I think you're both right. Zvyagintsev is undoubtedly the most renowned Russian director to come in the post-USSR era (Sokurov just being a few years too early to get that honour) and he is one of the most renowned world directors as well but at the same time, I'm not sure how much he has been discussed here.

-

He has actually been mentioned in more posts than Sciamma (793 posts vs 762), which surprised me - but then most entries for both are from challenges. "Davies" has been mentioned 2699 times, but this can also include mentions of other people with the same last name.

Looking solely at General Film Discussion Sciamma has been mentioned 165 times, with Zvyagintsev being mentioned in 123 posts and "Davies" being mentioned in 165 posts (tied with Sciamma).

Loving stats like I do, here's a few contemporary directors with fairly unique last names ranked based on number of posts they are mentioned in within this subforum:

Sono: 447
Villeneuve: 349
Weerasethakul: 235
Koreeda: 232
Farhadi: 209
Aronofsky: 199
Sokurov: 194
Lanthimos: 192
Martel: 153
Jude: 143
Petzold: 115
Östlund: 108 (including "Ostlund" as well)

As a reference point, Godard has been mentioned in 1392 posts, Hitchcock in 922, Scorsese in 857 posts and Kubrick in 710.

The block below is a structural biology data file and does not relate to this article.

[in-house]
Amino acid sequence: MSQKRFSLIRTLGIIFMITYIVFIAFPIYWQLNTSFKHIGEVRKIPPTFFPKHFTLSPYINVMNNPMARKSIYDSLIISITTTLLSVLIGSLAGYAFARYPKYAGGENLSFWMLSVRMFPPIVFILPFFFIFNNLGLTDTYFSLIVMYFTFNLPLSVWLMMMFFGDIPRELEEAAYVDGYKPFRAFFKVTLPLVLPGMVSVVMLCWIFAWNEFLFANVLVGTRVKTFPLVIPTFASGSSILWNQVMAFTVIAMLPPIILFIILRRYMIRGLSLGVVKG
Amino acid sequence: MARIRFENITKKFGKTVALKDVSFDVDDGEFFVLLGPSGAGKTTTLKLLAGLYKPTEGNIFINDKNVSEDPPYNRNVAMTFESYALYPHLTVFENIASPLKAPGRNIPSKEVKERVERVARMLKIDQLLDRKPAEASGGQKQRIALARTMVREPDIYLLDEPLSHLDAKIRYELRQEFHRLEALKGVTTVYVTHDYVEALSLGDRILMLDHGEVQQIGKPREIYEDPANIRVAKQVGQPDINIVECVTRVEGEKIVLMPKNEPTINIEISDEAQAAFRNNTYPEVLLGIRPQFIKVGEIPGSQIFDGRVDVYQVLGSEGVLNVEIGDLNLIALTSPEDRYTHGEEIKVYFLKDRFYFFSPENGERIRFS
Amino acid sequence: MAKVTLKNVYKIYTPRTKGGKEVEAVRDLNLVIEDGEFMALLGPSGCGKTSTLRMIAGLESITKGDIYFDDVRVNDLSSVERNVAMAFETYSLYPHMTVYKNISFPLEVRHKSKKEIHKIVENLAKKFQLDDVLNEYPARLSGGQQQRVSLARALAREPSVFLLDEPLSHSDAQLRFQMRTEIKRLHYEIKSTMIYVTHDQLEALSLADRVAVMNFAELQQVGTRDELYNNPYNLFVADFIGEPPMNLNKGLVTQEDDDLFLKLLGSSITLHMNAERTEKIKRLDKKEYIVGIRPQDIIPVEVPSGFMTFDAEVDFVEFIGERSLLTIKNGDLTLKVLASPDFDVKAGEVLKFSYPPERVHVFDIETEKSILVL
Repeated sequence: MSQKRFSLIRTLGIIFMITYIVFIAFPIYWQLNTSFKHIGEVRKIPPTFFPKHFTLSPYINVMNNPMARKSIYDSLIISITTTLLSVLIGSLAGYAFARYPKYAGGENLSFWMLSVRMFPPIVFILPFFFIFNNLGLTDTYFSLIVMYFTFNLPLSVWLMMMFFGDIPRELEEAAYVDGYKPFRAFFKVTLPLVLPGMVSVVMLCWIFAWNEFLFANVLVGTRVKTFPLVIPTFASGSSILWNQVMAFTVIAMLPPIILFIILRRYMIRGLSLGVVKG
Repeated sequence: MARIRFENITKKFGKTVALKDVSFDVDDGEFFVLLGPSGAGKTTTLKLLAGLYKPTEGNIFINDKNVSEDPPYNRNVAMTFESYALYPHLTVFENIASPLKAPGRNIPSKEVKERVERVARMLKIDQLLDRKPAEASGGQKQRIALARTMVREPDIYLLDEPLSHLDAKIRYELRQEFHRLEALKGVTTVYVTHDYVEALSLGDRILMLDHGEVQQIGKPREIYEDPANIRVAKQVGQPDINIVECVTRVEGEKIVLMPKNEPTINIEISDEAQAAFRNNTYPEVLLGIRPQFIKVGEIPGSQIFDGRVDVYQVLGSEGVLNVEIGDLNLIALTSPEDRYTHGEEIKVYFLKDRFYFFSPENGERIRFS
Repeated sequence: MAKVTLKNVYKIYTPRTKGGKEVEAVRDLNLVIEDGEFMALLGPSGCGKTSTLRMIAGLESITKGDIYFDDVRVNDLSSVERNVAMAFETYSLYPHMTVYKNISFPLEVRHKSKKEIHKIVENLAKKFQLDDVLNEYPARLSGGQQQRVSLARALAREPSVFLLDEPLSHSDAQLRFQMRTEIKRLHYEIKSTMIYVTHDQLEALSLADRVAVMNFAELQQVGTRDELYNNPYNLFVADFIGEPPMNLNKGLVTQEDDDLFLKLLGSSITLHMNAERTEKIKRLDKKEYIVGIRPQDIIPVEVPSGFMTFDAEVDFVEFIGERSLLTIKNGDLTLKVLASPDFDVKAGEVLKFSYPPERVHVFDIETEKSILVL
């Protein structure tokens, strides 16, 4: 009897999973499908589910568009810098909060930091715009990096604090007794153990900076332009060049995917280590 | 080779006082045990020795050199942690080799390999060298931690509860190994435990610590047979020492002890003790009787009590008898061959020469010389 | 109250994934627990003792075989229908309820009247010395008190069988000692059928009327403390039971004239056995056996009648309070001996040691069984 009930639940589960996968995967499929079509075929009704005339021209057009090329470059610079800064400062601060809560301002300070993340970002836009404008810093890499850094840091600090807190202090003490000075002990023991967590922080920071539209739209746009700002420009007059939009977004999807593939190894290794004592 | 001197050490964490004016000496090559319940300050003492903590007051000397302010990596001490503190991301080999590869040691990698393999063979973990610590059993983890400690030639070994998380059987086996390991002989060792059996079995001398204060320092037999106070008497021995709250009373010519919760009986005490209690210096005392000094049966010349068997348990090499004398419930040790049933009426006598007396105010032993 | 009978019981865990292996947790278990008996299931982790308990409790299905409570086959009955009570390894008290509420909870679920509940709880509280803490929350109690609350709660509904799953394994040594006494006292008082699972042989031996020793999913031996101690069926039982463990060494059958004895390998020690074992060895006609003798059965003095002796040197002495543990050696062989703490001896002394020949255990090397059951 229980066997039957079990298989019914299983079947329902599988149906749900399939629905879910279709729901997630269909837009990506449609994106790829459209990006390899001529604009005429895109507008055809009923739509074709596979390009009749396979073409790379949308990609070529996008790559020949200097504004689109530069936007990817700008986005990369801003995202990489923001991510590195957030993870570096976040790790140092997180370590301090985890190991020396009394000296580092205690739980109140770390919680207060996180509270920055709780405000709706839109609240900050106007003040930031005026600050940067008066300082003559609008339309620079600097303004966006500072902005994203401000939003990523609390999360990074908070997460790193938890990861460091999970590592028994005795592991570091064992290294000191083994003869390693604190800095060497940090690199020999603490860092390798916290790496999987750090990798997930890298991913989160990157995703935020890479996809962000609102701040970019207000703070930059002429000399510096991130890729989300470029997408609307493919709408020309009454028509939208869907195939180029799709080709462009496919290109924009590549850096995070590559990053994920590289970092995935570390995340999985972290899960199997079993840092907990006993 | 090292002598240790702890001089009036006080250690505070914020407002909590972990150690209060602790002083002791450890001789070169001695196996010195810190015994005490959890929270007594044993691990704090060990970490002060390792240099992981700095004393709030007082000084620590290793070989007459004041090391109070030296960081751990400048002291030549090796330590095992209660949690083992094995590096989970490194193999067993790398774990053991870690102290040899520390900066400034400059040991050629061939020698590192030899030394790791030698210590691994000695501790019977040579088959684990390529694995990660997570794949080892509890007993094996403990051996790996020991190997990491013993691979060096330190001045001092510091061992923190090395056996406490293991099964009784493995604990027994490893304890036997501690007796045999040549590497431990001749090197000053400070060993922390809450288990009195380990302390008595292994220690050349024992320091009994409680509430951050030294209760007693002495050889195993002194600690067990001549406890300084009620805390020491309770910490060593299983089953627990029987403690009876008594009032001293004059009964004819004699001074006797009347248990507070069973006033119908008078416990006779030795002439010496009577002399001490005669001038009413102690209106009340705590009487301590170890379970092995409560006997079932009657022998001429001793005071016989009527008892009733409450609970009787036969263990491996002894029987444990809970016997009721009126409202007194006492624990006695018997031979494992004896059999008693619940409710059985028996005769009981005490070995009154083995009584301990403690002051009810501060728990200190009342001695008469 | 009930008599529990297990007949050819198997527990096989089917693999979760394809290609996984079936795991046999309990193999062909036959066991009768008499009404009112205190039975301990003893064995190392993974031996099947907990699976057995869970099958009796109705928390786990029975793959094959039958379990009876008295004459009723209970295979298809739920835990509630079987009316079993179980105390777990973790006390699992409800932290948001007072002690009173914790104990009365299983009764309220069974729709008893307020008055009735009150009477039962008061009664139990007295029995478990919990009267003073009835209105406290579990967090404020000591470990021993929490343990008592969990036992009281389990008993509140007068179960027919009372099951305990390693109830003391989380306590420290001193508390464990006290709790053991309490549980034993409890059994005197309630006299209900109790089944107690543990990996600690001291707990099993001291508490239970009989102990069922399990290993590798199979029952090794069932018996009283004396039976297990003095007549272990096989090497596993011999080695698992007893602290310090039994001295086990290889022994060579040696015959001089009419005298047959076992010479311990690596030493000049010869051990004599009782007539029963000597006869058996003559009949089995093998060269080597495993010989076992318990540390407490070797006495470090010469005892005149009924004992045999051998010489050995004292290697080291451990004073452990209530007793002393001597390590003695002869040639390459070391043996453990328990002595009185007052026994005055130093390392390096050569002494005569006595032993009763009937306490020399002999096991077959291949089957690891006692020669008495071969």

Interesting stats /names, thanks, though a couple of the comparatives have been making films for longer (pre-2000's), and made a few more, like Sokurov (has he been given the treatment yet?). I still haven't been able to track down Jude's films in China, but I have been meaning to get to him for as long as the Romanian New Wave has been flourishing. Of the rest, I think our own personal preferences probably differentiates the nature of our taste pretty clearly.

As for Zvyagintsev, his name popped up for me because I just saw The Banishment on Plex (one of those free streaming services with ads), and was fairly impressed (aside from the ending), especially as it has been his least regarded, and so difficult to find over the years. Now, I want to find Loveless (the only copy I came across didn't have English subtitles). Here's how I regard the other 4:

Masterpiece

The Return

Great.
Leviafan
Elena

Very Good

The Banishment


Good

For me, Zvyagintsev is very comparable with Faradi (both are brilliant scriptwriters for starters) and perhaps Rasoulof, though I hold him slightly above for his visuals and soundscapes The Turkish director, Ceylan, might actually be the best comparison.
Last edited by cinewest on July 7th, 2022, 3:20 am, edited 2 times in total.
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#1436

Post by beavis »

There is a clear winner for me here, but even that one didn't blew my mind. Very solid director, I am just not sure I like what he has to say... maybe because of a conservative political side, but I am not sure about that (I mean Sokurov certainly has that going, but I still like his work)... Russian politics are very hard to understand for an outsider like me anyway. I thought his much praised debut was quite overrated actually, didn't like the heavy handed metafore... but I might need to rewatch that one, as it seems a lifetime ago now.

1. Izgnanie (2007) 8,5 - 4